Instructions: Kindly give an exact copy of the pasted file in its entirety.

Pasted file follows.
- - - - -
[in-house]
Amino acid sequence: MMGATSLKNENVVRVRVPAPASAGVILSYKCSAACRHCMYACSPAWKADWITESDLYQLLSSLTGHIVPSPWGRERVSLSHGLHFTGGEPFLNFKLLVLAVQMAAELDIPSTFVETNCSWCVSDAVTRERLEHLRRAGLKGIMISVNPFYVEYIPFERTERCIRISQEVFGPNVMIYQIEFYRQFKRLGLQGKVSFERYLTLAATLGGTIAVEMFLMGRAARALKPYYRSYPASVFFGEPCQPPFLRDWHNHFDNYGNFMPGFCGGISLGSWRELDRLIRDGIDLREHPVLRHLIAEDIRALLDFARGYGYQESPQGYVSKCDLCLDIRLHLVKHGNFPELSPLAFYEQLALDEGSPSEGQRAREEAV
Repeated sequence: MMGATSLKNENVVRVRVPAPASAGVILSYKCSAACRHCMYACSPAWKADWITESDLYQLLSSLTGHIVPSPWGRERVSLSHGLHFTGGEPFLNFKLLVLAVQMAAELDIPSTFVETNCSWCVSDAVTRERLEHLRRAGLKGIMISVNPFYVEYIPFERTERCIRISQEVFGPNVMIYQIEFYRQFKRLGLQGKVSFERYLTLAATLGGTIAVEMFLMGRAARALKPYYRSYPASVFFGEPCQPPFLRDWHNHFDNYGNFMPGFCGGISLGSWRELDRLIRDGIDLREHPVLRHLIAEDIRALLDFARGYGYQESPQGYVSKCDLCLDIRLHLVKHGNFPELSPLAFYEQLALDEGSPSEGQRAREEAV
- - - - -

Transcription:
[in-house]
Amino acid sequence: MMGATSLKNENVVRVRVPAPASAGVILSYKCSAACRHCMYACSPAWKADWITESDLYQLLSSLTGHIVPSPWGRERVSLSHGLHFTGGEPFLNFKLLVLAVQMAAELDIPSTFVETNCSWCVSDAVTRERLEHLRRAGLKGIMISVNPFYVEYIPFERTERCIRISQEVFGPNVMIYQIEFYRQFKRLGLQGKVSFERYLTLAATLGGTIAVEMFLMGRAARALKPYYRSYPASVFFGEPCQPPFLRDWHNHFDNYGNFMPGFCGGISLGSWRELDRLIRDGIDLREHPVLRHLIAEDIRALLDFARGYGYQESPQGYVSKCDLCLDIRLHLVKHGNFPELSPLAFYEQLALDEGSPSEGQRAREEAV
Repeated sequence: MMGATSLKNENVVRVRVPAPASAGVILSYKCSAACRHCMYACSPAWKADWITESDLYQLLSSLTGHIVPSPWGRERVSLSHGLHFTGGEPFLNFKLLVLAVQMAAELDIPSTFVETNCSWCVSDAVTRERLEHLRRAGLKGIMISVNPFYVEYIPFERTERCIRISQEVFGPNVMIYQIEFYRQFKRLGLQGKVSFERYLTLAATLGGTIAVEMFLMGRAARALKPYYRSYPASVFFGEPCQPPFLRDWHNHFDNYGNFMPGFCGGISLGSWRELDRLIRDGIDLREHPVLRHLIAEDIRALLDFARGYGYQESPQGYVSKCDLCLDIRLHLVKHGNFPELSPLAFYEQLALDEGSPSEGQRAREEAV